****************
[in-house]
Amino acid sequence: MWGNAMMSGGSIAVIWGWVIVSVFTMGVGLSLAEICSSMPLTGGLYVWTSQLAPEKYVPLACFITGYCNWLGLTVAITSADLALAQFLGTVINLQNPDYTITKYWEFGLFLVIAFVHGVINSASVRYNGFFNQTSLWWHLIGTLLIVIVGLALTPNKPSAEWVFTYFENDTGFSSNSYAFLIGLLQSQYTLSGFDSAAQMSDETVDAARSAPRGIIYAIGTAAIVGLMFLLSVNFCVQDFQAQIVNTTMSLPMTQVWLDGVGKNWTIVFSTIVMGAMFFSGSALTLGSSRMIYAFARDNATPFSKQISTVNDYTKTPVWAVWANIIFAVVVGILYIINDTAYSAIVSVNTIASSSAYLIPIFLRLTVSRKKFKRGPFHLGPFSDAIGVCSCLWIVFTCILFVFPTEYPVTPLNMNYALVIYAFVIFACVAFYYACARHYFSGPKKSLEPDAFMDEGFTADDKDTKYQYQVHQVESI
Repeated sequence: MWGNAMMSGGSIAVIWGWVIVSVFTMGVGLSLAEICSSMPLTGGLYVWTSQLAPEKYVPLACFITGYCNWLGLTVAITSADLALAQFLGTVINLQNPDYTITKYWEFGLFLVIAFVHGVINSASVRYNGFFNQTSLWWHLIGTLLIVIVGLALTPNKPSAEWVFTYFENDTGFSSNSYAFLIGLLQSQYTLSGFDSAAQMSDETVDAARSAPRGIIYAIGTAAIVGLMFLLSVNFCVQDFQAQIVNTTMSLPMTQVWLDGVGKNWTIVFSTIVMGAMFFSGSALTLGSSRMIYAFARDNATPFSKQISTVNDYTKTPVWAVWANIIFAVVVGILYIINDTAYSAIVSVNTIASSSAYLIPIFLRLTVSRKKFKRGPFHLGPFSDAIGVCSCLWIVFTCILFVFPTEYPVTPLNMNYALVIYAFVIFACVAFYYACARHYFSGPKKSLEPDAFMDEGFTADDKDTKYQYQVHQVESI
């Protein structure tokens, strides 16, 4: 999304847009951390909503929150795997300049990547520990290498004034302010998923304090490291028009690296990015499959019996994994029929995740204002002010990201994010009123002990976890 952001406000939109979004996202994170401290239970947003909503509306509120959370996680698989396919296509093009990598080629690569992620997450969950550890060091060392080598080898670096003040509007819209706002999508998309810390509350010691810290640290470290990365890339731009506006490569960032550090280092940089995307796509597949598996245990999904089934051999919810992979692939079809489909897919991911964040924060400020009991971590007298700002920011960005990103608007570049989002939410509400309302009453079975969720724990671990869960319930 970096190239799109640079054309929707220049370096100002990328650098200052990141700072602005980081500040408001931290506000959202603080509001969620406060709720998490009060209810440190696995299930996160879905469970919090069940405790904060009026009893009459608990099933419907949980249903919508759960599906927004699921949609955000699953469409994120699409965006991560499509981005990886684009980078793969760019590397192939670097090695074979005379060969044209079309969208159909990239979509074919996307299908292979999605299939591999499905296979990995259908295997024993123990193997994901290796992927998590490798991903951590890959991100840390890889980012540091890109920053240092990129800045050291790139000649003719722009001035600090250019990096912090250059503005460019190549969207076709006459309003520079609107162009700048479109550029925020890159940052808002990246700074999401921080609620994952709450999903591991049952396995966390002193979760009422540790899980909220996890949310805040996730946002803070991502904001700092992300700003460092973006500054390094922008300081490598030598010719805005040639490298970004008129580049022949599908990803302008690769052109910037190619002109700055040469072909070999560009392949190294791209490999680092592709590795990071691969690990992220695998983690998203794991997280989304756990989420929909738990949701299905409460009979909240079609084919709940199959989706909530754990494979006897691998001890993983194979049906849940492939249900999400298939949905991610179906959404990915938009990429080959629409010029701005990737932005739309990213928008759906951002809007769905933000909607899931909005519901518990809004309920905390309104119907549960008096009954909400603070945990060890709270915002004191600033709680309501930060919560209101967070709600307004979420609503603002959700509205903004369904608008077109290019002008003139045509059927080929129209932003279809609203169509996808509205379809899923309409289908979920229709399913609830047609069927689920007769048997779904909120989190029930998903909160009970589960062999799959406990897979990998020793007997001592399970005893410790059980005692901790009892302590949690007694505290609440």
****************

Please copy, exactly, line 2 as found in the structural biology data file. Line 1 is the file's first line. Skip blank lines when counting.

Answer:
Amino acid sequence: MWGNAMMSGGSIAVIWGWVIVSVFTMGVGLSLAEICSSMPLTGGLYVWTSQLAPEKYVPLACFITGYCNWLGLTVAITSADLALAQFLGTVINLQNPDYTITKYWEFGLFLVIAFVHGVINSASVRYNGFFNQTSLWWHLIGTLLIVIVGLALTPNKPSAEWVFTYFENDTGFSSNSYAFLIGLLQSQYTLSGFDSAAQMSDETVDAARSAPRGIIYAIGTAAIVGLMFLLSVNFCVQDFQAQIVNTTMSLPMTQVWLDGVGKNWTIVFSTIVMGAMFFSGSALTLGSSRMIYAFARDNATPFSKQISTVNDYTKTPVWAVWANIIFAVVVGILYIINDTAYSAIVSVNTIASSSAYLIPIFLRLTVSRKKFKRGPFHLGPFSDAIGVCSCLWIVFTCILFVFPTEYPVTPLNMNYALVIYAFVIFACVAFYYACARHYFSGPKKSLEPDAFMDEGFTADDKDTKYQYQVHQVESI